For most of human history, people all over the world had a simple lifestyle that made use of natural resources sustainably, and avoided significant damage to the Earth. In recent times, however, our lives and our relationship with the environment have become increasingly complex—and problematical because we now have tremendous power to harm the living world.
The lifestyle of the late twentieth and early twenty-first centuries is making huge demands on the natural environment. We make unprecedented use of resources such as water, wood, and soil,without correctly understanding what the outcomes will be. In particular,we use fossil fuels recklessly, ignoring the fact that they cause ever higher carbon dioxide emissions, and therefore dangerous global warming as a result. We imagine we need all kinds of cleverly-advertised consumer products, without really evaluating whether they are truly important or useful to us. There seems to be no limit to human desire, but there is clearly a limit to how much Mother Earth can sustain our greed.
The Buddha and his original monastic community followed a way of life that was mindful, frugal, and without waste. It did not fall into the extremes of poverty or hoarding, and it manifested the key principle of the MiddleWay. Our lifestyle today should be modeled on this principle—neither too hard nor overly indulgent. If something we desire is beneficial and does not harm the environment it could be considered necessary. If that is not the case, let us think twice about whether we want or need it at all. As Ashvagosha said in his Twenty Verses on the Bodhisattva Vow:
For others and also for yourself,
Do what is useful even if painful,
And what is both useful and pleasurable,
Not what gives pleasure but is of no use.
This active decision-making process represents a choice made out of awareness, rather than made blindly. Our actions match our spiritual aspirations.
Our aspiration as Dharma practitioners is to free all living beings from suffering.Wherever there is suffering, we wish to transform it into happiness and equanimity.We understand that our sense of self is misleading. In reality, the self is not independent from the rest of life around us, even the air we breathe. The principle of interdependence shows us that all life is connected, and that our individual actions have consequences in the larger world. This is the karmic relationship between cause and effect. It clearly applies also to global warming, which has been caused by humans extracting fossil fuel reserves laid down hundreds of millions of years ago and burning them to produce heat,mechanical, and electrical energy. By doing this we have released fossil carbon gas into the atmosphere of our planet.
As Dharma practitioners we have a responsibility to reverse negative actions through skillful means.To ensure that there is a healthy future for all life on Earth,we should be in the forefront of efforts to reduce carbon emissions and replace fossil fuels with renewable sources of energy—wind, solar, (appropriate) water, and geothermal power.We should also take a lead in the protection of forests and rainforests. Their destruction contributes greatly to climate breakdown, while their preservation cools the Earth and ensures its biodiversity. Indeed,we should be part of a global effort to plant many more trees and forests.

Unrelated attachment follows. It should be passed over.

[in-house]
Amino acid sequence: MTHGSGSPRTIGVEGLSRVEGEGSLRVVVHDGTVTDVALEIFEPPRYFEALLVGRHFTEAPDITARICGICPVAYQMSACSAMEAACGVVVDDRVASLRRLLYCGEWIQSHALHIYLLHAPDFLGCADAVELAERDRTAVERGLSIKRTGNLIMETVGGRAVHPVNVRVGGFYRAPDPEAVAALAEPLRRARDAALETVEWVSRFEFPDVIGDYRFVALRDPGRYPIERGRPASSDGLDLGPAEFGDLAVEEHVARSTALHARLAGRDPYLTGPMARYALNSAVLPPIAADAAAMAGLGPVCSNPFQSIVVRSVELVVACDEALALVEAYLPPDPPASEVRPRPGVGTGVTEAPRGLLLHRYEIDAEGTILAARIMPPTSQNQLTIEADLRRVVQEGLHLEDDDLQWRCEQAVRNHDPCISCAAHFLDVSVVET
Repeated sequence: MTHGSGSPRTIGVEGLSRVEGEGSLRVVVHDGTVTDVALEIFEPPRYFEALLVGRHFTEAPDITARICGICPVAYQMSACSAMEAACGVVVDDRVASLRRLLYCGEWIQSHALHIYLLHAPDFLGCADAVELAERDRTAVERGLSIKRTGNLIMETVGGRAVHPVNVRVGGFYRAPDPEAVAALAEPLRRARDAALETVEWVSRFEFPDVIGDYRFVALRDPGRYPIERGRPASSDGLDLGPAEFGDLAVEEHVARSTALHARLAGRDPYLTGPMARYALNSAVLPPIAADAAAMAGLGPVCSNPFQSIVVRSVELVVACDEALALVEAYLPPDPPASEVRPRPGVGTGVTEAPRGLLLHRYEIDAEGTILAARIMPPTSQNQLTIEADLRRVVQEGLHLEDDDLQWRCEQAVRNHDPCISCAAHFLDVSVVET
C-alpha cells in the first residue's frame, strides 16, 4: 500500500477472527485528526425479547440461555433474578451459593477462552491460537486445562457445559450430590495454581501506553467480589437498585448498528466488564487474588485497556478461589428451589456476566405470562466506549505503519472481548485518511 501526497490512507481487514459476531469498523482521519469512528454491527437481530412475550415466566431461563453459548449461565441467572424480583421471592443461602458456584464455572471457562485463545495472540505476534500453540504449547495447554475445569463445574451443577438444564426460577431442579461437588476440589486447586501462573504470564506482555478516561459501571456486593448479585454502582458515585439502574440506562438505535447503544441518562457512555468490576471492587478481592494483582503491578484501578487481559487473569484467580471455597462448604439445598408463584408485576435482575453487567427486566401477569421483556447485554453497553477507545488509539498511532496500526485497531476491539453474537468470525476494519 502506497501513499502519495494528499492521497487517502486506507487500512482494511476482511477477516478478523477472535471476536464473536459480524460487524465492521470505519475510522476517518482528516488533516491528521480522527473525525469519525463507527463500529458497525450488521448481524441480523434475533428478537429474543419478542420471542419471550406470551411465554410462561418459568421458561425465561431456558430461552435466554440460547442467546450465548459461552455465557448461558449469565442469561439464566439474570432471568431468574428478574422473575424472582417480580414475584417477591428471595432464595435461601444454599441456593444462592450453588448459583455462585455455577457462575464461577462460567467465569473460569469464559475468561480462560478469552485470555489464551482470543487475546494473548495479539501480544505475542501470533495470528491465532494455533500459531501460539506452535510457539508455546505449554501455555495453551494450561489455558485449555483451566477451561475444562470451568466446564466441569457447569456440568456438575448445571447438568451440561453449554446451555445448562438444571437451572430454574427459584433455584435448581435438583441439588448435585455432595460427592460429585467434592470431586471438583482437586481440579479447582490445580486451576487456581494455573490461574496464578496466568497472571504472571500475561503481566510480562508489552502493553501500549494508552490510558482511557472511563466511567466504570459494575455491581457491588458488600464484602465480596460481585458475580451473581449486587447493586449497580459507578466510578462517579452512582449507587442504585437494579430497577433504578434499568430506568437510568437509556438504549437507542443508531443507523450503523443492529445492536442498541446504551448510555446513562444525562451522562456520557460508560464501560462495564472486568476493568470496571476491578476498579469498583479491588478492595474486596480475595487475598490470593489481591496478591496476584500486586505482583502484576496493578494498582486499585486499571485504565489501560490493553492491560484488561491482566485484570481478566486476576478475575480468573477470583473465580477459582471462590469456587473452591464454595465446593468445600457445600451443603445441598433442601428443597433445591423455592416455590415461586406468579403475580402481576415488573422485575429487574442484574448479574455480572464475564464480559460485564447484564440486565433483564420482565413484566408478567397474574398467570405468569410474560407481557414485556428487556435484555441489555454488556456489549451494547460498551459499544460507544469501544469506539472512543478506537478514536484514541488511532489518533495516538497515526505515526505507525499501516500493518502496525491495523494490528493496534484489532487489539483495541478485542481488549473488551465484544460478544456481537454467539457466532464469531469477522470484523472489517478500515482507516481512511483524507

I grew up in a remote area of Tibet following a centuries-old way of life. People used water, wood, and natural resources with great care and they generated little or no waste. Even as a child, I planted a tree to protect our local spring and asked my father to protect it when I left for my monastic seat at Tsurphu.We had little formal education, but we inherited a deep traditional concern for our environment.Even as children we regarded many mountains, rivers, and some wild animals as sacred, and treated them with respect accordingly.Now scientists tell us that if we do not make fundamental changes in the way we do business as a global society,we stand to lose over half the species on Earth by the middle of this century. Is this not unbearably sad? Can we not do better than stand idly by, when we know this process of mass extinction is taking place in our own lifetime?
Climate breakdown is already impacting all our lives, and without urgent corrective action it will only become more devastating. Here in the Himalayan region, our climate is warming three times faster than the global average rise in temperature. This is having dire consequences for our great glaciers, which are part of the third largest store of ice on Earth—the so-called “Third Pole.” Upon it depend the ecology and way of life of Tibet, together with the water supply and food of billions of people in China, India, and Pakistan.
We humans have already done such immense damage to the environment that it is almost beyond our power to heal it. The challenge is far more complex and extensive than Buddhists can tackle alone. However, we can take a lead, and to do so we must educate and inform ourselves. This is the time when our pure aspirations and our bodhisattva activity must come together. This is the time to ensure a safe-climate future for our planet. This aspiration comes from my heart.
Excerpt from A Buddhist Response to the Climate Emergency, edited by John Stanley, David R. Loy, and Gyurme Dorje.